In higher education, play is not always thought of as easily integrated into a Learning Management System (LMS). The rules and design already associated with an LMS and the rules and design often associated with the word play may seem in conflict. But, what if we actively pursue using the same ideals which play employs? 

That’s where we find similar ideas that we care about: accessibility, adaptivity, learner-centered, Vygotsky’s Zone of Proximal Development, and scaffolding. An example: the authors are discussing game design and describing the process of game development, “game designers use behaviorist elements, cognitivist elements, and constructivist elements, and often various combinations of them, in the design of games for learning” (Gentile, Groves, Gentile, 261). We should be open to finding the ideals of interaction and engagement we strive to employ no matter what theory they stem from, and piece together what instruction looks like from there. 

Applying Play to your Course Design

While it is unlikely that a student will view an online university (or corporate training) course the same way as an interactive game, we can employ elements that will add dimension and room for creativity. It could be as simple as having a group research project. Students will need to interact with each other and the research to find collaborative solutions. By ocassionally removing strict guidelines, it transforms this into a play experience. Let learners determine the problem and develop the project based on passions and preferences within the topic guidelines. Watch how much more the student engages in the material. 

Another route is to examine the design of a seminar course. Let the student design a discussion for a week or let the employee choose what needs covered for part of the training. See how in-depth it can become or how passionate the learners are about their topic. The focus becomes resolving a problem thay have found to be a roadblock to their understanding and exploration to resolve it in a more autonomous fashion. They begin to take risks and push the boundaries of their understanding when given this freedom.

When students interact with the material beyond just receiving it and repeating it back, we increase their commitment to the material through various forms of collaboration, reflection, and challenge through assignments, research, and discussion. Student motivation (which Ann discussed in her post about the ARCS model) increases through giving learners a need for ownership of the material by being held accountable for it. At the same time, we need to remind them why this is interesting through their own discovery.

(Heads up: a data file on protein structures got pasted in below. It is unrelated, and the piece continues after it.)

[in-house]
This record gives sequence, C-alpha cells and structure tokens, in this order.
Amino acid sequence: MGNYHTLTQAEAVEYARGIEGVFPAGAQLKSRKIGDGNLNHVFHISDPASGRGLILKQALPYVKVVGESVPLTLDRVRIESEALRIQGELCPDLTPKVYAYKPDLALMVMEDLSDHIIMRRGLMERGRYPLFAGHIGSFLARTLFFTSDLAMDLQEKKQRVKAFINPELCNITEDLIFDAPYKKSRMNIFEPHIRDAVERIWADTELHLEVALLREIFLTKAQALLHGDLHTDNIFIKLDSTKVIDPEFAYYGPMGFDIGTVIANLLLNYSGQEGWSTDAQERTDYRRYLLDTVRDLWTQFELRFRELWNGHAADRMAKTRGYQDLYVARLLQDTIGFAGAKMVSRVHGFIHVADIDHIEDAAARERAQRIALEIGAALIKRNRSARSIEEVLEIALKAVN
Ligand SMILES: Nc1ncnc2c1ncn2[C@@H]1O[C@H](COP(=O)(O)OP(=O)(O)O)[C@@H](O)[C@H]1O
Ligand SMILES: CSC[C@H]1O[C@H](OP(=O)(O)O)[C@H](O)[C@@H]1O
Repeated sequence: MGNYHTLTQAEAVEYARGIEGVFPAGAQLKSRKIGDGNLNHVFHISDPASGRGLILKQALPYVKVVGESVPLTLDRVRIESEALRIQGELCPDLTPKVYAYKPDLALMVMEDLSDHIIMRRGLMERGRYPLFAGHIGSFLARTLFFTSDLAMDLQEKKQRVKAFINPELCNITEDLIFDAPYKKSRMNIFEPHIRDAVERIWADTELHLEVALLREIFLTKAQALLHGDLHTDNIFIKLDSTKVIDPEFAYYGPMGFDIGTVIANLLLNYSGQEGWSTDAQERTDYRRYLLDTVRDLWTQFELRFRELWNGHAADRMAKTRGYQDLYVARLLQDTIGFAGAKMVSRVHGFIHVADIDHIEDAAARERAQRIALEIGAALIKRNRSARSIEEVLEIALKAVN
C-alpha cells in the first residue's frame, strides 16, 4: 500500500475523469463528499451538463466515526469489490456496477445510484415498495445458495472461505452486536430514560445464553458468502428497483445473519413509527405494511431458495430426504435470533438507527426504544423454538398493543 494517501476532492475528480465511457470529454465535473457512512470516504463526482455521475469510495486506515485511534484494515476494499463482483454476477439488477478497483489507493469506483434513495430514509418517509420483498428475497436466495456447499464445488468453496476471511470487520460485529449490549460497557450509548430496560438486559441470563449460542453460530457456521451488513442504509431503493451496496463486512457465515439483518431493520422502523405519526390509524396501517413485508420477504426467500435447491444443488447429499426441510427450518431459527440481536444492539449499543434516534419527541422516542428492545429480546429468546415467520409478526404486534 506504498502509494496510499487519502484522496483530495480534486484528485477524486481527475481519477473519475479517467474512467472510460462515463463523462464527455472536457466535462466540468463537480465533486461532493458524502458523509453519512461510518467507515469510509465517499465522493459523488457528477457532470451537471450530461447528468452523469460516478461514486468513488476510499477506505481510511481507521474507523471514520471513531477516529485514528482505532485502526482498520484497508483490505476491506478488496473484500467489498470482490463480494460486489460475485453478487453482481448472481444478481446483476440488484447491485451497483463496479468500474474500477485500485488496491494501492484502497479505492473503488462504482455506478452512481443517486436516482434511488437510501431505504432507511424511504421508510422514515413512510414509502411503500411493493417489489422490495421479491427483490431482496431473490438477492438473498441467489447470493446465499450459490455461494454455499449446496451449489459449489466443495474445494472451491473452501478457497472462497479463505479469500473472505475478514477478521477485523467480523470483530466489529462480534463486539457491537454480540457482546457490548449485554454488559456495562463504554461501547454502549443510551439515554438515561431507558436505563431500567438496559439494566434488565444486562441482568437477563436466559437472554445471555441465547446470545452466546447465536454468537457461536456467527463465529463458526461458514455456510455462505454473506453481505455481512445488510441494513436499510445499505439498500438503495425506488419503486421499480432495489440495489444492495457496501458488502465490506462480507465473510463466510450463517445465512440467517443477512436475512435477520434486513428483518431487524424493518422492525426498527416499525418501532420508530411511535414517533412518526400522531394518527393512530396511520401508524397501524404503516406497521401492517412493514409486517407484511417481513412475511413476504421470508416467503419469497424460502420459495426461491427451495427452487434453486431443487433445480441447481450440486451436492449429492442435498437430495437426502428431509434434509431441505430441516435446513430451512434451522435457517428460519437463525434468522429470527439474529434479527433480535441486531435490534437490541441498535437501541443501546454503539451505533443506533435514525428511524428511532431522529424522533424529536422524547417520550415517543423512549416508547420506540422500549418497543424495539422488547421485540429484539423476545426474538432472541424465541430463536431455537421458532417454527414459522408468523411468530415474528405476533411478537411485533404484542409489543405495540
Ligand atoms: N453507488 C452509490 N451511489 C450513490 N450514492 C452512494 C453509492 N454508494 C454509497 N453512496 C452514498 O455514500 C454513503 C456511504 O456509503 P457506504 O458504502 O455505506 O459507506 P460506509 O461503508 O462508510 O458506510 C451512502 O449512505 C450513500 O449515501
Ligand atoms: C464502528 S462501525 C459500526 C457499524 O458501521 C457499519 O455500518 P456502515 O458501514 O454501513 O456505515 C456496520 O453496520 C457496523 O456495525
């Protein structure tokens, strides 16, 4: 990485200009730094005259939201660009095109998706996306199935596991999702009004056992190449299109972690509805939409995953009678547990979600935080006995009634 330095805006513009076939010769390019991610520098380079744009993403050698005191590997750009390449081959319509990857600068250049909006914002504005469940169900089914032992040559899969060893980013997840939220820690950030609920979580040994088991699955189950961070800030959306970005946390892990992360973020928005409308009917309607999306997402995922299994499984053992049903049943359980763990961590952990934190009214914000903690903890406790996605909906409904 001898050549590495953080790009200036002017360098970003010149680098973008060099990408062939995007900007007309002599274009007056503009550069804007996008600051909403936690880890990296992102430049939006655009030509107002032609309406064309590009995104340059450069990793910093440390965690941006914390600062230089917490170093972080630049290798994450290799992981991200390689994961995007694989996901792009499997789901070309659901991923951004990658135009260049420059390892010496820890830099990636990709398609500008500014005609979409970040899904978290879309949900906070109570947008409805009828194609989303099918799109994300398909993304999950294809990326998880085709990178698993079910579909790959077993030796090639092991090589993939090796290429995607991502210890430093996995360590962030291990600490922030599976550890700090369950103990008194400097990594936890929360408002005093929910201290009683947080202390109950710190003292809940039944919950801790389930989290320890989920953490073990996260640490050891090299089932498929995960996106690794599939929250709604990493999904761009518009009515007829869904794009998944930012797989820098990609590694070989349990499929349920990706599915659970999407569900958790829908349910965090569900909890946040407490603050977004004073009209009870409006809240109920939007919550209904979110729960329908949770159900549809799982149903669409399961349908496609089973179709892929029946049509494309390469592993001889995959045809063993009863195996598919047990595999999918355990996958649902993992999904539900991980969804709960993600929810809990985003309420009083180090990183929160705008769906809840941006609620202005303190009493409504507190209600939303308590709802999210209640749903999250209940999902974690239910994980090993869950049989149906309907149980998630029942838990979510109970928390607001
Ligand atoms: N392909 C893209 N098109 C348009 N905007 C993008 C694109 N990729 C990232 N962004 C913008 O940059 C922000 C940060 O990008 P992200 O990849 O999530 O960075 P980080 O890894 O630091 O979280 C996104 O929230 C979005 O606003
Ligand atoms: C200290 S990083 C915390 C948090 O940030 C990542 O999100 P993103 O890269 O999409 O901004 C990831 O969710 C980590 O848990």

It’s easy to get lost in the monotony of needing to just complete the course for credit. As designers and instructors, we need to reignite that passion that led the students to this program, or create interest in the ideas through the activities chosen and by giving them space to explore the concepts and problems that interest them. Additionally, we need be careful to not create too much “filler” content and overwhelm the learner. Instead, we need to give them meaningful opportunities where the student can explore and struggle to push and expand their understanding. We need to remember learning principles are not context dependent, but how we engage in and implement the learning principles can vary. While doing this, we begin to define environments and experiences based on how learners engage with information, thus flipping the idea that learners need to accommodate us in the design of lecture (in its various online formats) and repeat back in assessment. 

Play is more than a board game or role-play. The ideas behind play and why it is so meaningful transcend those mediums and can be applied even in a college level course by trying to match the cognitive processes employed under the blanket of “play”, not just by adding games. 

Think about your learning programs and decide what are the ideals that define this material. How are we translating this information? Is it based on how the learner is motivated and curious? These questions are a great starting point for a play-based model of instruction. 

References

Plass, J. L., Homer, B. D., & Kinzer, C. K. (2015) Foundations of Game-Based Learning. Educational Psychologist, 50(4), 258-283. DOI: 10.1080/00461520.2015.1122533

Henricks, T. S. (2014) Play as self-realization: toward a general theory of play. American Journal of Play, 6(2), 190-213. Retrieved from http://arbor.idm.oclc.org/login?url=https://search.proquest.com/docview/1516047212?accountid=13998.

Author: Jessica Pierce, Assistant Instructional Designer

Jess enjoys the science behind learning and cognition and how it applies in multiple modalities, including eLearning. In the off hours, she likes spending time with her husband and three kids, going out for coffee, or running the occasional road race for the “free” shirt (to counteract the caffeine).